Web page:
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Exploring the dynamics of personal, professional and interprofessional ethics$
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Divya Jindal-Snape and Elizabeth F.S. Hannah

Print publication date: 2014

Print ISBN-13: 9781447308997

Published to University Press Scholarship Online: September 2014

DOI: 10.1332/policypress/9781447308997.001.0001

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date: 17 August 2017

Personal, professional and interprofessional ethics in policing in a child protection context

Personal, professional and interprofessional ethics in policing in a child protection context

Chapter:
(p.183) Twelve Personal, professional and interprofessional ethics in policing in a child protection context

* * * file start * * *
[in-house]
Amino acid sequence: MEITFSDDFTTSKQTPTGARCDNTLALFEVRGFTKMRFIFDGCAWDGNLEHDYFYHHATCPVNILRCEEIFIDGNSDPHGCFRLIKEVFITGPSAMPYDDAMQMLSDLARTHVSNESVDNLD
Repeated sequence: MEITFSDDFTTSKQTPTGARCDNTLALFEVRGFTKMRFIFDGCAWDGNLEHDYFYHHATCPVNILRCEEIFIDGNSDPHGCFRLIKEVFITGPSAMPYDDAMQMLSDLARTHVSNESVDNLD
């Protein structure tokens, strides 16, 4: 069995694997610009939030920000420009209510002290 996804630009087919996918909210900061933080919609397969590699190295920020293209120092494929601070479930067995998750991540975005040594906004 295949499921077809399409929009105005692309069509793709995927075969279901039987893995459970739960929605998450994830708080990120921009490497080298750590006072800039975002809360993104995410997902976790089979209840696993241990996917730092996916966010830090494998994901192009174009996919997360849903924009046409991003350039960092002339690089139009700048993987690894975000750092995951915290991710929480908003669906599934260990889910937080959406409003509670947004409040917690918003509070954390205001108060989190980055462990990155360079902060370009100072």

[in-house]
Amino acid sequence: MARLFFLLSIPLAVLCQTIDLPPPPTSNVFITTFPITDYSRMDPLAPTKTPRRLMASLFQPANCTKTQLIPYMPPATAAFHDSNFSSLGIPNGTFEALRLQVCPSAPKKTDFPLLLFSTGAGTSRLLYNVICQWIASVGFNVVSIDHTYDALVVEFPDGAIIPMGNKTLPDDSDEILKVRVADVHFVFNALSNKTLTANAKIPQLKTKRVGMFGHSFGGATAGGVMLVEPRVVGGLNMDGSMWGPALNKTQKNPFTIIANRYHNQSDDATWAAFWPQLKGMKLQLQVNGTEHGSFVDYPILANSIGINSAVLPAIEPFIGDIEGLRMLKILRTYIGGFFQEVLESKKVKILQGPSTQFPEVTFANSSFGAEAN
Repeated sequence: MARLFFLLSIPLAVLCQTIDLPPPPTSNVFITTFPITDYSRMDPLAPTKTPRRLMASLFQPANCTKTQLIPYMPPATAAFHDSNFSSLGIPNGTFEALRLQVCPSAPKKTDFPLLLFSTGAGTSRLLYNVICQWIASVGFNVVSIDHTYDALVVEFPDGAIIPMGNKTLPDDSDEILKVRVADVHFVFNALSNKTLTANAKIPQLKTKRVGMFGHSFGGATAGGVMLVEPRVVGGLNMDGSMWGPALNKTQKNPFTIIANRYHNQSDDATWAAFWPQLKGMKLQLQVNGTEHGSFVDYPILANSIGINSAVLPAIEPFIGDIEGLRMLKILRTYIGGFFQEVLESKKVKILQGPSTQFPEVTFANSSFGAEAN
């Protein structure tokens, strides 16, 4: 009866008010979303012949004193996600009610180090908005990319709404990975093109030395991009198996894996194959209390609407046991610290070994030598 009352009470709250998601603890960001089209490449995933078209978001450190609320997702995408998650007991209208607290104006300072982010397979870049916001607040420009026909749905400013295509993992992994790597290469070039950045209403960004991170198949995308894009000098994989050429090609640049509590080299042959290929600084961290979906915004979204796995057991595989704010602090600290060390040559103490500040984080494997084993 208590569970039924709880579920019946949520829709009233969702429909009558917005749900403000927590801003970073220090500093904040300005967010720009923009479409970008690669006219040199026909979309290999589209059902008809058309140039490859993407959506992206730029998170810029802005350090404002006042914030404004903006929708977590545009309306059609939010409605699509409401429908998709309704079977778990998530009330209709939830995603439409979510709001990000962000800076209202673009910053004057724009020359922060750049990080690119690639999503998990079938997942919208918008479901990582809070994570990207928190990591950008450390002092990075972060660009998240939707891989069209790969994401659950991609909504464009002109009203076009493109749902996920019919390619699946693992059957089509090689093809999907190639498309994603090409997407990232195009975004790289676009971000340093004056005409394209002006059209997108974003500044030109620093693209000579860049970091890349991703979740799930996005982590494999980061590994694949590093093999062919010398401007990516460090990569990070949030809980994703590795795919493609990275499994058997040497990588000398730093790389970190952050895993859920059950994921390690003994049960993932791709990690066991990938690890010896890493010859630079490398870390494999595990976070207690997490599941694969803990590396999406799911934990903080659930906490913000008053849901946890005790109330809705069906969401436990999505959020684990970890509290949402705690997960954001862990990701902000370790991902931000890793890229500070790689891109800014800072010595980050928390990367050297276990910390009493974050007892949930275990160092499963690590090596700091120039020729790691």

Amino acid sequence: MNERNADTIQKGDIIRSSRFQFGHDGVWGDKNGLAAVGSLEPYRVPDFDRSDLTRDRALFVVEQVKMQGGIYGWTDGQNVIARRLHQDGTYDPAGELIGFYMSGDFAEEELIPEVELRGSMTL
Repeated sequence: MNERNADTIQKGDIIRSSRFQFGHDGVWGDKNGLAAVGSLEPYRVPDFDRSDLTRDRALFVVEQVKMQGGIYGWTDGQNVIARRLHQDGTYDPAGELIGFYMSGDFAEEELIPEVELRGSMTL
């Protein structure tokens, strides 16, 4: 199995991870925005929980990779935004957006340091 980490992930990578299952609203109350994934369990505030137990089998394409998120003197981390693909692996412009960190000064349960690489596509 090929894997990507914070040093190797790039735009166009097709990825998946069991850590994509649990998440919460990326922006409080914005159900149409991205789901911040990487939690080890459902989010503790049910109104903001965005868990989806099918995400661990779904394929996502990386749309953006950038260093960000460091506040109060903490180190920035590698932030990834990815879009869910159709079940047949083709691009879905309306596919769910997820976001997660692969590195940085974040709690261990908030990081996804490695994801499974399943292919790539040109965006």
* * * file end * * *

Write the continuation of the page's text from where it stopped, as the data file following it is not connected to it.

Source:
Exploring the dynamics of personal, professional and interprofessional ethics
Author(s):

Dawn MacEachern

Edward Miles

Divya Jindal-Snape

Publisher:
Policy Press
DOI:10.1332/policypress/9781447308997.003.0012

Police officers deal with situations which can cause ethical tensions and inner conflicts. These tensions are particularly evident for detective officers investigating child protection, domestic abuse and serious sexual assaults cases. The scales of justice are often considered to be weighing heavily towards the human rights of the suspect/accused, as the ramifications of Cadder V HMA are realised and implemented into Scots law. These tensions can exist as a result of the police performing dual roles of obtaining evidence from the victims and witnesses of crime, while interviewing suspects/ accused, finely balancing the human rights of all involved. Further inner conflicts are evident when the police are working in an increasingly interprofessional context with professionals from the social work, law and universal services of health and education. The ethical tensions in respect of the rights of the victims and accused within a legislative, personal and interprofessional context will be discussed.

Keywords:   ethics of policing, interprofessional ethical tensions, child protection, human rights

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